5. Idle Life by The Weirdos - Second in the Holy Trilogy is the Weirdos. They influenced my personal view of what a punk band should sound like. Also, I tried to put in the wittiness and playfulness that I always found in their lyrics.
  6. The Other Newest One by The Germs - And last in the Trilogy is the Germs. The rawness of their sound can be heard in a number of songs and even though I was never one to use the thesaurus in the way Darby did, I did use his method of cutting and pasting and recycling old material.
  7. Mainliner by Social Distortion - OK, I'll admit it I was a big Social Distortion fan. In fact, all of us were and they did influence a number of songs that were never recorded. However, I'm not or nor have I ever tried to sound like Mke Ness. If anything my vocals are a combination of Joe Strummer and Keith Morris or at least that was what I was trying to do. The thing I got from SD was the focus on the outsider and learning to be simple, clean and small. I would often get puzzled looked when I would say make it smaller but for some reason, Paul understood that.
  8. No Way - The Adolescents - No one seems to sum up frustration and alienation like the Adolescents. It comes out in a number of lyrics I've written and the Adolescents sum it up. That raw aggression mixed with pop elements was something we shoot for on a number of songs. Also, Forget Yesterday is my own personal Kids of the Black Hole or Play Pen(Social Distortion)
  9. Johnny's Got a Problem by D.I. - We in fact covered Guns or Weapons by D.I. I think I first discovered them in early 85 and though a lot of the subject matter tends to be the standard "Punk" stuff, I have to admit that it greatly influenced me. Like the Adolescents, they were one of the bands that I wasn't supposed to like in day and age of Hardcore's PC/Yo-Pos.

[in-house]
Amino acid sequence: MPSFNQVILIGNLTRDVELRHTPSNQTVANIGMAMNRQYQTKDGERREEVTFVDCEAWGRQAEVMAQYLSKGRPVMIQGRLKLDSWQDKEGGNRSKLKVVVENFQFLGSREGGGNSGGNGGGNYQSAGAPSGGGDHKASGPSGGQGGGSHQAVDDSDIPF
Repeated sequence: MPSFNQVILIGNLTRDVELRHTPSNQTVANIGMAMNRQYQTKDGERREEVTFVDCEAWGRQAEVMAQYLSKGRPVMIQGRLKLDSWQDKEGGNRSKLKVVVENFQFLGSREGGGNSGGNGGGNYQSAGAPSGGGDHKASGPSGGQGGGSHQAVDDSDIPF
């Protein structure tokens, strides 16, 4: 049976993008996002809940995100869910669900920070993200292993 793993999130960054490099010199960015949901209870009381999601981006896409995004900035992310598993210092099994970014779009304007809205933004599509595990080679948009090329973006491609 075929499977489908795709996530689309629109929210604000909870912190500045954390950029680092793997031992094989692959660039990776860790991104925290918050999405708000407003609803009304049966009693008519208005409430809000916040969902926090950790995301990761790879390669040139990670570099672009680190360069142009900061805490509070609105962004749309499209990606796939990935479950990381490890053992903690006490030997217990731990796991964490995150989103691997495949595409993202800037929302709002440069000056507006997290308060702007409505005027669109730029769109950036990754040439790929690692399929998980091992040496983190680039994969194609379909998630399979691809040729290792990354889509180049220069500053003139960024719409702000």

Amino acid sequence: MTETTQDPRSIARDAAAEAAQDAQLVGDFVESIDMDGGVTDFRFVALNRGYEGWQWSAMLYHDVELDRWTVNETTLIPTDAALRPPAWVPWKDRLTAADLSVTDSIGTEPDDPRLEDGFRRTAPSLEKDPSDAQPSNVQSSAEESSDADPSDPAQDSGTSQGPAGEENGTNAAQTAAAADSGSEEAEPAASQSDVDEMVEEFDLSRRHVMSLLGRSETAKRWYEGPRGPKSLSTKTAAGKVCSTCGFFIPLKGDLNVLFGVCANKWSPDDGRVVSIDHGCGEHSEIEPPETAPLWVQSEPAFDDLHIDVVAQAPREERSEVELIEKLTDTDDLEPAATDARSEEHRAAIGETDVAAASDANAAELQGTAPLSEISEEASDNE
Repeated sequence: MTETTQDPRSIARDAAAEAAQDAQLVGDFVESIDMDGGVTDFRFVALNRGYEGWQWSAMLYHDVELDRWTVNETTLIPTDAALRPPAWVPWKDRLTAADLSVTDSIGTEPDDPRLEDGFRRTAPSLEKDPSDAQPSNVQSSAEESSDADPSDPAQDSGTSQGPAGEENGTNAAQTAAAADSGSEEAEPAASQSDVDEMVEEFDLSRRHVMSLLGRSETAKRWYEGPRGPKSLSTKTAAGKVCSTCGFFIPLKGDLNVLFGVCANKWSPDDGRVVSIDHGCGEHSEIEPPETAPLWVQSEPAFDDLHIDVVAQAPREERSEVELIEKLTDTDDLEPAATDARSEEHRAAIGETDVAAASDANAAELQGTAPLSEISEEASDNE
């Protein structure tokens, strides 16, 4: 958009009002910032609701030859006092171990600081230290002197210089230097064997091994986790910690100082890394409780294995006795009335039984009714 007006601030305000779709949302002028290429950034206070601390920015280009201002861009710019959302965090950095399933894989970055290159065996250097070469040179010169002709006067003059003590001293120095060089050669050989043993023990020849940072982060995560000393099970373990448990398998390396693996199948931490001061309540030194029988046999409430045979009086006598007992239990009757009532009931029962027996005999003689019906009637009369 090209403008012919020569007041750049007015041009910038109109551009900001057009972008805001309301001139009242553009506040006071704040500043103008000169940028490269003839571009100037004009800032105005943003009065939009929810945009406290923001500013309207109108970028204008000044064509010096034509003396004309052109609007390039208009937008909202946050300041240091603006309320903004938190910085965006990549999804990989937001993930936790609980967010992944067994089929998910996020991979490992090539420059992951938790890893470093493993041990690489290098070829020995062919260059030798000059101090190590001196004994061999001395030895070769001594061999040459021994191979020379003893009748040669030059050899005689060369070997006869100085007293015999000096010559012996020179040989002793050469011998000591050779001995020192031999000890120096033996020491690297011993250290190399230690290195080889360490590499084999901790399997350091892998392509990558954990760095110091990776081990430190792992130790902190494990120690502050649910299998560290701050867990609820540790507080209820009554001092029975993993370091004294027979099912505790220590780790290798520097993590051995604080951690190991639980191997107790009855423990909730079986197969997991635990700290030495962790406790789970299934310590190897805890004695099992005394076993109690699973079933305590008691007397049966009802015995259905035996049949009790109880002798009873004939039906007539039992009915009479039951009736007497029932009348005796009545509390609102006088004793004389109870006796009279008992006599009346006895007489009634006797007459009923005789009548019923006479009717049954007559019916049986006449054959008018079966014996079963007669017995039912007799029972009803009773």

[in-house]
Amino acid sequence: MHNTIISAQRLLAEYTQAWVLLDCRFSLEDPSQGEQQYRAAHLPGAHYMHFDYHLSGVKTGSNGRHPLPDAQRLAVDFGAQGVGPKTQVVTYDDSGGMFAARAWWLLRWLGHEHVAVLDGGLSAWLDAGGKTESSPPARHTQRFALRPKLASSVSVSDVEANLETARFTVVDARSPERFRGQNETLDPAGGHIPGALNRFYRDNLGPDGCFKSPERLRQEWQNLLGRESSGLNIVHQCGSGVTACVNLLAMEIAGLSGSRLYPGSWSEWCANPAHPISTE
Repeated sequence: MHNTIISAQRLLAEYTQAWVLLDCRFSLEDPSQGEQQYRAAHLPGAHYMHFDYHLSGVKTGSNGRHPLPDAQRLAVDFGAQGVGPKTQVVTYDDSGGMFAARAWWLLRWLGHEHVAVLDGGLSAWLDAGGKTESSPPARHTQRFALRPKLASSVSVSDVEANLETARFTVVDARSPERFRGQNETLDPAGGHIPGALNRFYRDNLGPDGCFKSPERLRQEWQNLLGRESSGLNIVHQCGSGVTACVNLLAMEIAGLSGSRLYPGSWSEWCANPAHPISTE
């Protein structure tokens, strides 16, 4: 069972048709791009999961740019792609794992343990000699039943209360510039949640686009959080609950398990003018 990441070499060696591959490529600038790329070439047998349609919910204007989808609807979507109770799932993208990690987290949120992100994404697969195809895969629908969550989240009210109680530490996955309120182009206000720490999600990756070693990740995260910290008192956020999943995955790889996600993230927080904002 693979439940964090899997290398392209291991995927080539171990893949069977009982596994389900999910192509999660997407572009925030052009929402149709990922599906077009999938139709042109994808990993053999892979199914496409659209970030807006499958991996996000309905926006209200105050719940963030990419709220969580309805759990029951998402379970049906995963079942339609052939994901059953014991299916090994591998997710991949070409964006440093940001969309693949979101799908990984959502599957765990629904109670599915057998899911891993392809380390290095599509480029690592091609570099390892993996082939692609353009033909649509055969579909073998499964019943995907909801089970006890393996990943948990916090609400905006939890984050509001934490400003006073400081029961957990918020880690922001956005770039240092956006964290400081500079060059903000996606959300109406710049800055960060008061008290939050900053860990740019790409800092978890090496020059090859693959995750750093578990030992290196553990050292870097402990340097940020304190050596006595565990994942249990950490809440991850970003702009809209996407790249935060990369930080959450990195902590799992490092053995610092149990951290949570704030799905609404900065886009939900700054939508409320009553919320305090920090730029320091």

10. America by Agent Orange - We covered this song in a lot of sets and I always loved it's cynical approach to patriotism and the American experience. Mike Palm's lyrics I think have always been overlooked. Everything Turns Gray expressed my general feeling when I first heard it. "No matter what I do or say, everything turns gray." I'm not sure if there is another lyric that expresses Punk more than that. Though I had made up songs when I was younger it was listening to Agent Orange that first inspired me to write lyrics down.
  11. We're Only Gonna Die by Bad Religion - I think Paul was the first to get my general truth about Bad Religion. There is one band before Into the Unknown and a different one after Back to the Known. I love both but the first EP and Could Hell Be Any Worse? Spoke to the teenager I was in a way that Suffer never could. There was just a level of raw angst that the later band polished over. It may be why this song almost 25 years later is the most covered song of their whole catalog. I always felt that this was the genetics behind the song Dancing On Graves.